What is Genetic/Inherited Cancer?
According to the National Cancer Institute, it's defined as "A type of inherited disorder in which there is a higher-than-normal risk of certain types of cancer. Hereditary cancer syndromes are caused by mutations (changes) in certain genes passed from parents to children. In a hereditary cancer syndrome, certain patterns of cancer may be seen within families."
Let's have a quick Q & A on Genetic/Inherited Cancers:
1) Why would I think there would be a risk of Genetic/Inherited Cancer in my family line?
Most cancer is not inherited from one parent or the other. In fact, only about 10-12% of cancer is inherited. But, in these families there may be certain patterns which suggest the possibility of inherited cancer. If you or a close relative fit any of these patterns listed below, you may want to meet with a genetic counselor to talk about your family cancer history:
2) How do I find out if our family has genetic cancers?
Laboratory tests performed on blood, saliva or tumor tissue can analyze a person's genetic make-up to tell if they carry an inherited mutation in a gene that is associated with an increased risk for cancer. Genetic testing in people already diagnosed with cancer can also determine if their cancer was caused by an inherited mutation.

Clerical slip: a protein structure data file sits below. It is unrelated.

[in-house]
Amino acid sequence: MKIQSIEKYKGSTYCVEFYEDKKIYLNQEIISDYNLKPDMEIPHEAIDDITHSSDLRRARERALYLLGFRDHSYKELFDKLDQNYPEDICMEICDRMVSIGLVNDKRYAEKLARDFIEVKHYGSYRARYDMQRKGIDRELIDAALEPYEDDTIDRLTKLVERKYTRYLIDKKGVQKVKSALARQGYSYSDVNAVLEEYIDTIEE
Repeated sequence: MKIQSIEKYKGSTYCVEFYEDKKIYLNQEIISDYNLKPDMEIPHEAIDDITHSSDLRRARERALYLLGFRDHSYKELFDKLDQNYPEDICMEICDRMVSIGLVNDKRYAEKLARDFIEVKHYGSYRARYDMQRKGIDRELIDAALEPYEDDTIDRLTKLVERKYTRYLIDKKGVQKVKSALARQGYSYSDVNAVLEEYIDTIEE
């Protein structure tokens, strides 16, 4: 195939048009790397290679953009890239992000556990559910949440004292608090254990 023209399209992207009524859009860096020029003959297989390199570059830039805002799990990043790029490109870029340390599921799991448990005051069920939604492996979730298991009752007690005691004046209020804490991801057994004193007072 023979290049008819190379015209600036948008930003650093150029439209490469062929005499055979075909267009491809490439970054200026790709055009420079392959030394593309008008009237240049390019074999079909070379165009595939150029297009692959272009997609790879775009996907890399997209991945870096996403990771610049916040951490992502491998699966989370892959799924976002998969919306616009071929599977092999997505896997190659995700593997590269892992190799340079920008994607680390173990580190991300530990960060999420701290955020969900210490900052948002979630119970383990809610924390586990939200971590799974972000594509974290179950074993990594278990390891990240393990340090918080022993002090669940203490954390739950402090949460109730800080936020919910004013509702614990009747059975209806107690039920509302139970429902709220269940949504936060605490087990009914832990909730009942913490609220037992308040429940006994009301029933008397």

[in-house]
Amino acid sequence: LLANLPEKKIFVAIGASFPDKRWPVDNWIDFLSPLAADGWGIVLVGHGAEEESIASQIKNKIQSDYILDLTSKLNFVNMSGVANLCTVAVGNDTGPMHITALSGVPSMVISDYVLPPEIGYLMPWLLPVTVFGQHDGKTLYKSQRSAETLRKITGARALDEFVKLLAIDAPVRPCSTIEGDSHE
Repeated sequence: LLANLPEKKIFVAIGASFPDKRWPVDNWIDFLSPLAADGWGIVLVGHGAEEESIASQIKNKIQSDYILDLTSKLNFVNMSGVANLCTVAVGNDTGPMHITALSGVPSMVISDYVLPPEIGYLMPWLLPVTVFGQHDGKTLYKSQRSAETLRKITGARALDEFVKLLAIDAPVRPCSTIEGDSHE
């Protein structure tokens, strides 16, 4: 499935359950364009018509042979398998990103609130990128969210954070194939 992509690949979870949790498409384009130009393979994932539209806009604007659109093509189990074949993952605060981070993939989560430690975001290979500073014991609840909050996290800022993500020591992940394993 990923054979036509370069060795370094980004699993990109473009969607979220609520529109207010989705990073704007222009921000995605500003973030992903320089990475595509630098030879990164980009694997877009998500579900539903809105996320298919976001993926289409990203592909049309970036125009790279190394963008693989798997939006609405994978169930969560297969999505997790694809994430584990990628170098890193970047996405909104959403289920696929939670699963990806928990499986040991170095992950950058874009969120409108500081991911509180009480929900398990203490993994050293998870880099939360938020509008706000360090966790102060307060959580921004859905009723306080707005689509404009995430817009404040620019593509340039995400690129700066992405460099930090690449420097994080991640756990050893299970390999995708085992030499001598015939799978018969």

There are many different types of genetic tests. Some tests look for one or just a few specific gene mutations. Other tests—known as multigene panels—look for many gene mutations at the same time. The best test for you will depend on your family history and whether or not you have been diagnosed with cancer.
Genetic testing should involve careful thought and consideration. Results may affect medical decisions for cancer treatment, screening, and prevention.
The decision to undergo genetic testing is a very personal one, and the benefits and limitations depend on your circumstances. Not all genetic tests are the same: ordering the correct test and accurately interpreting the test results is not always straight-forward. For these reasons, it is important to speak with a CERTIFIED genetic counselor—if you are concerned that cancer may run in your family or if you are interested in genetic testing.
3) Helpful links, where to find more information:
Hoping this shares information on this confusing topic.
Hoping it can Change Lives.
Hoping We Always Find Hope!